What's in a Name?



As a break-through author, especially in the world of self-publishing and digital media, there is something you might notice as you scope out "the competition". Depending upon your genre and target readership your first impression may be one of feeling somewhat overwhelmed; good gosh there is an awful lot when you search, right?


Oh good, gosh-darned, honest-to-goodness, awfully overwhelming lot!


You know that your story, your ideas, your prose, characters, and concept are amazing. Of course you do, you wouldn't have been able to dedicate so much of your life to it if you did not; the initial draft, the worldbuilding, the character refinement, the editing, the website, and so forth. All that time, the literal blood, sweat and tears you shed in bringing an idea you had into the world.


You know it's amazing but how do you not only convince complete strangers of that fact but get them to part with their hard-earned money and buy it? How indeed...


Do me a favour, close your eyes and follow me....


Oh dear, that is not going to work is it? How can you continue to read...hmmm


Imagine a fruit, associated with sin, a snake, and the forbidden, take a bite out of it...that's right, you have imagine a very expensive mobile phone and computer manufacturer's logo.


I say computer and make a binnng...bing bing bing bing! Noise and you think of a certain chip manufacturer.


I indicate a video game console and 8 out of 10 of you will imagine a certain controller with a circle, a square, a triangle, etc. on it.


Yes! I am talking about BRAND! Branding is when the mere sight or sound or something even resembling what has become an iconic identification of a brand makes one immediately think of or associate with certain products. One assumes both their quaity and the prestige one gains in spending large quantities of one's hard-earned money on said products. There are a hundred different types of training shoes, computers, mobile telephones, watches, etc. out there but these are seem as inferior to those which have entered our group consciousness as excellent.


It might be that generic device/item of clothing is not only equal in quality and durability to its named counterpart, as well as costing half the price thereof but we don't want to risk that, do we? It is inferior, it will disappoint and not do half of what we want it to so we will scrimp, we will save, we will pawn a child in order to have the excellent version.


It is the same with authors. You buy a Stephen King book and you know what to expect. You purchase something written by Neil Gaiman and you know it'll be good. Yet you see books by an unknown author and you fear the possibilty of disappointment. Now, you may never have read a word by, for example David Gemmel before but you have heard he writes excellent fantasy, brutal, visceral, no holds barred and decent fantasy. If you're looking for some new fantasy books and see one of his, you will likely buy it knowing it will be money well spent.


You Are A Brand


Many of these iconic products and authors have been marketed, exposed to the public (mostly decently), are all-present on social media, etc. We know who they are, they are famous. Their brand is strong and they had millions of dollars worth of marketing budget, as well as teams of cool people to make this happen. We, on the other hand, do not. We are, most often, a one-person band looking at our instruments in perplexed terror; we know what a trumpet is and, in theory, how it works but how do we coax notes from it? Maybe we can strum a few cords on the guitar but we need a catchy tune! We trawl the internet, our bestest of friends in this new endeavour and decide to learn to play. How though, can we play an entire orchestra?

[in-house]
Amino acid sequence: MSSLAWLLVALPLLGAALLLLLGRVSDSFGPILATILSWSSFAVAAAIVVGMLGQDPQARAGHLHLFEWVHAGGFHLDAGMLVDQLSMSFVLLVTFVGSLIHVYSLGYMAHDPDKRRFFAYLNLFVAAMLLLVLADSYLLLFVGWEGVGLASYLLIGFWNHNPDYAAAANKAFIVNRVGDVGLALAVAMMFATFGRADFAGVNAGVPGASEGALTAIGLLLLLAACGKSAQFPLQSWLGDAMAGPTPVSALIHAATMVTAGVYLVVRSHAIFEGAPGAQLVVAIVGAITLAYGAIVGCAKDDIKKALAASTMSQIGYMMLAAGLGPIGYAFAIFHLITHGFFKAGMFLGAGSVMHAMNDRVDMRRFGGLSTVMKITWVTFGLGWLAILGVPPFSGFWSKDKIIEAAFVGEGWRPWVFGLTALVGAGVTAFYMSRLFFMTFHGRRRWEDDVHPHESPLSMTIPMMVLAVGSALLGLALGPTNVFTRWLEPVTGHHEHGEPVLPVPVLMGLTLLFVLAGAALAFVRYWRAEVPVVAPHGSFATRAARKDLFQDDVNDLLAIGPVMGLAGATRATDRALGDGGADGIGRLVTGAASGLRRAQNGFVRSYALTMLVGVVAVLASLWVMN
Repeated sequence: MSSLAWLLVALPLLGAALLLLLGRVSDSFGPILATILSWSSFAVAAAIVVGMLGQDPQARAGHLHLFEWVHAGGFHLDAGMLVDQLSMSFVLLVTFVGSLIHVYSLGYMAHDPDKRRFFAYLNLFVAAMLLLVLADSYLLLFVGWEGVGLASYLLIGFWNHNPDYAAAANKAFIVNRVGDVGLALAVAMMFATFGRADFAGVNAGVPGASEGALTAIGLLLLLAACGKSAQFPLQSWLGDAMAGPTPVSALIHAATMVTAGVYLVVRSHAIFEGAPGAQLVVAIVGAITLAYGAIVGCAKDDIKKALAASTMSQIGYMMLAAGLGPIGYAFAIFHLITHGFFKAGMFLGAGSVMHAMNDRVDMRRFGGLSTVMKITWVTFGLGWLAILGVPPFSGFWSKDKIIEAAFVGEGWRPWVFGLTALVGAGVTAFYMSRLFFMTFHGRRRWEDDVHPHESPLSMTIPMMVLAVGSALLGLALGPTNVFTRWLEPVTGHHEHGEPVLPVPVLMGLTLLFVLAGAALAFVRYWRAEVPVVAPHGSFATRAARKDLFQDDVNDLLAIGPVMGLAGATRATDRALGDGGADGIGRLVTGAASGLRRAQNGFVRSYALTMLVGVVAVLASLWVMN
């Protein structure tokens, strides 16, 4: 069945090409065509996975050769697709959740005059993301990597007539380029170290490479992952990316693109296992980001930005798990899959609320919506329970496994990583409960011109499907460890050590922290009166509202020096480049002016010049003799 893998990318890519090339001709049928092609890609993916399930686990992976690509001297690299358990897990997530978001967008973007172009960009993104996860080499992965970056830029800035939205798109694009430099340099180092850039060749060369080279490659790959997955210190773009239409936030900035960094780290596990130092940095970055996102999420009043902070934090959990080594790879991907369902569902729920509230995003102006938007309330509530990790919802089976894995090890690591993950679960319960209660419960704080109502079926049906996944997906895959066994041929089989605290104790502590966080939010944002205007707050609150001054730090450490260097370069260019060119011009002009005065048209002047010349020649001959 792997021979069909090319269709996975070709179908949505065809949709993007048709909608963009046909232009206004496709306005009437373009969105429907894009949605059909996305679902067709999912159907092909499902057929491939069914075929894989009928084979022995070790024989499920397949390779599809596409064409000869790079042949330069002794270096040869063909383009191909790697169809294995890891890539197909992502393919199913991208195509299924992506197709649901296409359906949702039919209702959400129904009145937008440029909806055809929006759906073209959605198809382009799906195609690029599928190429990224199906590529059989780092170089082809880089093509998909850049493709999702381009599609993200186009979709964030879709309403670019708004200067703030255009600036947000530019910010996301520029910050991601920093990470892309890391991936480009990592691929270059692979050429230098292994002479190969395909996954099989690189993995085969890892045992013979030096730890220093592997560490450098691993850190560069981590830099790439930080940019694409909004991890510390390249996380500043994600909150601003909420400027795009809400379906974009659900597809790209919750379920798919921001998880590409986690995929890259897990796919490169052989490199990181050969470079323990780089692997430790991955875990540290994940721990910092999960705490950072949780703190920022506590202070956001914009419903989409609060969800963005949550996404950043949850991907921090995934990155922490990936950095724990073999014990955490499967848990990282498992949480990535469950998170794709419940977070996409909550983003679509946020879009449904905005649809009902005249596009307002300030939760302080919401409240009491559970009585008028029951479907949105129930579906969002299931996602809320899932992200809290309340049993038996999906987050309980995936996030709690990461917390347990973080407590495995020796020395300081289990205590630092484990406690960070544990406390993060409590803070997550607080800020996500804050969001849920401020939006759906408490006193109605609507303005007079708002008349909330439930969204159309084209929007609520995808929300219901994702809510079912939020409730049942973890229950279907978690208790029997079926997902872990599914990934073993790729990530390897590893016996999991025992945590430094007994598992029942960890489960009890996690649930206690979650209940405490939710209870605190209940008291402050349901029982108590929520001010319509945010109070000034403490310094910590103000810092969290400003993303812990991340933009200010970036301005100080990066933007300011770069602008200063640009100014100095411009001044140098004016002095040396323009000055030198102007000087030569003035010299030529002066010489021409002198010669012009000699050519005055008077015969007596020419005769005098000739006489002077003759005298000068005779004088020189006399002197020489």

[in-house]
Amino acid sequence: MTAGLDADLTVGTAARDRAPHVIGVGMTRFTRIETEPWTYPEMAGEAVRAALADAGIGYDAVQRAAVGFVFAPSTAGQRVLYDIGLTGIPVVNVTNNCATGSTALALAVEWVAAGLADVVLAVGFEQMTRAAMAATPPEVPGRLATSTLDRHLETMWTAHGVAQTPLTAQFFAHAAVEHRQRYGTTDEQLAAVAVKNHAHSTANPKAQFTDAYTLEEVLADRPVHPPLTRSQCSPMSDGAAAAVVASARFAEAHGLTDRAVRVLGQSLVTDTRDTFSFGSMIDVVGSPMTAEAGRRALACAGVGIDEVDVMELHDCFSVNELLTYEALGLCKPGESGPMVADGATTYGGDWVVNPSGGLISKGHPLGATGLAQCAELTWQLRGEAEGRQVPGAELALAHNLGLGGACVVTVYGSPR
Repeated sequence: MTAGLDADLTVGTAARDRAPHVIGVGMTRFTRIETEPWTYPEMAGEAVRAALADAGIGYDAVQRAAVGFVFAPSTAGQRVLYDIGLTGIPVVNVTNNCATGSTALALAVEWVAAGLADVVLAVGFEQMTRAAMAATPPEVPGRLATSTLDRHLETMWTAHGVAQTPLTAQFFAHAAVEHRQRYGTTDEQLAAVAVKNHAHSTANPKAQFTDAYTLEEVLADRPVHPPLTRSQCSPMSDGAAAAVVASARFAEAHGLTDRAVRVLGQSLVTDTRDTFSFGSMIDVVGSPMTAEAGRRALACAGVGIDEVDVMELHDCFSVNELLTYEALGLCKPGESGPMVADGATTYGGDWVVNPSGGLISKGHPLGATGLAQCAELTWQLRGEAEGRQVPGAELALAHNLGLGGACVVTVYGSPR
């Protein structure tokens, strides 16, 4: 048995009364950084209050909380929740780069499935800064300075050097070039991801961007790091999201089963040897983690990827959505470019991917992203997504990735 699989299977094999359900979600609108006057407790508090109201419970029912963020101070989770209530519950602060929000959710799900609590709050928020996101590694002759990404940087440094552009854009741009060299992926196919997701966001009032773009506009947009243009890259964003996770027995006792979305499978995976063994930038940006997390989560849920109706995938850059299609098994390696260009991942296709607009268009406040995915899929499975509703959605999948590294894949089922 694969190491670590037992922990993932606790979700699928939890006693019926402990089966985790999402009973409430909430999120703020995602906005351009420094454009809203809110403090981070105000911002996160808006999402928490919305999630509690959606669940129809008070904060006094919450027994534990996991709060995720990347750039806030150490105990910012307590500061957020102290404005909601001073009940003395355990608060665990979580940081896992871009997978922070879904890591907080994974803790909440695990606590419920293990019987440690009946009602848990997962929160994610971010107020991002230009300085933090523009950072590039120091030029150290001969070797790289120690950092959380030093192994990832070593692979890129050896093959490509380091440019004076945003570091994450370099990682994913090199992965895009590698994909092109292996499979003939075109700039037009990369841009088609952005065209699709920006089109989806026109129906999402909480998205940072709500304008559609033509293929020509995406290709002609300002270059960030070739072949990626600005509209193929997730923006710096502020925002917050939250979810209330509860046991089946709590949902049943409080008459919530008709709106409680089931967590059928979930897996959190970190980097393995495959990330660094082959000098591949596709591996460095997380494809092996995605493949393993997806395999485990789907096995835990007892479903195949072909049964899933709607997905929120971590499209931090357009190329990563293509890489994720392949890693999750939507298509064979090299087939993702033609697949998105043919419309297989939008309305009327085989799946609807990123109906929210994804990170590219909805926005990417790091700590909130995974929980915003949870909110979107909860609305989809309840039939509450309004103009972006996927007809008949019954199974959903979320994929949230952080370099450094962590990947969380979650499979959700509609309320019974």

Simply put, we cannot, yet somehow we must. It is an ominous sight ahead of us, our goal a dizzying height above us, we do not even know where to start. We might have written a manuscript or two, we have edited it, polished it, made a cover or had one made for us. But it sold a couple of curiosity copies and then...zip!


You may have written literary gold but if you drop a grain of gold into a windy desert, who will find your grain just by looking at the sand? If your grain is the same size, colour, and general appearance as all the other grains then hardly anybody.


The Aesthetic of Cine


Do Not Be Dispirited!


Seriously, do not. You want this badly otherwise you wouldn't be here.


So, you accept that both you and your book/series/IP are products I take it? Good, that is a great start.


A friends of mine, back in the pre-pandemic world when Facebook was still on friendly terms with me, had a few conversations with me about my early attempts at artwork for the Chronicles of Enoch and the website for the same. He described to me a the concept of "Cine" or cinema. Imagine a well known movie franchise, any one will do. Thank you. You will notice, consciously or not, that each one you imagine has an aesthetic; be it lighting, style, details you barely see that remains consistent throughout. You may feel jarred if something appears which does not fit that aesthetic. Certain genres also have their "cine" you may have noticed also.


What is it about your work that can really make it stand out? What is something about your world which is like nothing anyone has seen before? If your book were a movie, what would be its "Cine" or unique aethetic?


Two Steps Forward, Three Steps Back


No-one ever said that this was going to be easy. Ignore anybody that tells you that immediately because they are lying. I started in this game almost six years ago and am only now gaining a decent following as well as some interest from places where it matters.